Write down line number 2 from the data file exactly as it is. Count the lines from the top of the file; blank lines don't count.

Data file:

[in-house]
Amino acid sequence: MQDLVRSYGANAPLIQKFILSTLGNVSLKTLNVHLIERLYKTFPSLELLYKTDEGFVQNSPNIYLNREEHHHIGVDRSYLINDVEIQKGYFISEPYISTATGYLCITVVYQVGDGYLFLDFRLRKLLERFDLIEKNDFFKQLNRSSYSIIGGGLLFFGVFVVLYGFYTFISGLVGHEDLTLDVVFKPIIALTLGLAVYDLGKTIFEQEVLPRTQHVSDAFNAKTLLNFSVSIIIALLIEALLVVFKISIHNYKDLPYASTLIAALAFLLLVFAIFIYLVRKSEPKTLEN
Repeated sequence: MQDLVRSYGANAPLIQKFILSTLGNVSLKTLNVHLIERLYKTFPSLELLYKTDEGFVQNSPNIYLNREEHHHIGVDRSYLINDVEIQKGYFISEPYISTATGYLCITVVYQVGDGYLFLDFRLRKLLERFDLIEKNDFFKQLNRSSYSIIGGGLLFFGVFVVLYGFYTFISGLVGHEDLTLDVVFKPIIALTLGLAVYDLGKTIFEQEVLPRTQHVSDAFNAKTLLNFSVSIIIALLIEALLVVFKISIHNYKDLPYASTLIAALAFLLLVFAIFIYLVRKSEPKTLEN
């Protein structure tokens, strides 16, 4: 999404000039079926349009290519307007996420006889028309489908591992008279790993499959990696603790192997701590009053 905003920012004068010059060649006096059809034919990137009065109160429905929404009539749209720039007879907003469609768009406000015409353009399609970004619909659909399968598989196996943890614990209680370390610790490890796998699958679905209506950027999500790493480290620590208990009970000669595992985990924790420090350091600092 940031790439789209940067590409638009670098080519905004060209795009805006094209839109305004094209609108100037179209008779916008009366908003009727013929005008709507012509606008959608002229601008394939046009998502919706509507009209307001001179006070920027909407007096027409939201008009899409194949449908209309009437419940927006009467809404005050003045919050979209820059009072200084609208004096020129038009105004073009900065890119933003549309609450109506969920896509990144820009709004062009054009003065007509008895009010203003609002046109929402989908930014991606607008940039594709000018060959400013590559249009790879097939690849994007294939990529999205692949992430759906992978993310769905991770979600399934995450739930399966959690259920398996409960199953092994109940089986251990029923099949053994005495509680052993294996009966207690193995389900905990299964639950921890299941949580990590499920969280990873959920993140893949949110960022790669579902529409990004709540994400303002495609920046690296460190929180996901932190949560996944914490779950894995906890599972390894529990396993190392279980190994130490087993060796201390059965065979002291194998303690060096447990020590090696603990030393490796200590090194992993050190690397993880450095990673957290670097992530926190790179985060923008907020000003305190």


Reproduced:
Amino acid sequence: MQDLVRSYGANAPLIQKFILSTLGNVSLKTLNVHLIERLYKTFPSLELLYKTDEGFVQNSPNIYLNREEHHHIGVDRSYLINDVEIQKGYFISEPYISTATGYLCITVVYQVGDGYLFLDFRLRKLLERFDLIEKNDFFKQLNRSSYSIIGGGLLFFGVFVVLYGFYTFISGLVGHEDLTLDVVFKPIIALTLGLAVYDLGKTIFEQEVLPRTQHVSDAFNAKTLLNFSVSIIIALLIEALLVVFKISIHNYKDLPYASTLIAALAFLLLVFAIFIYLVRKSEPKTLEN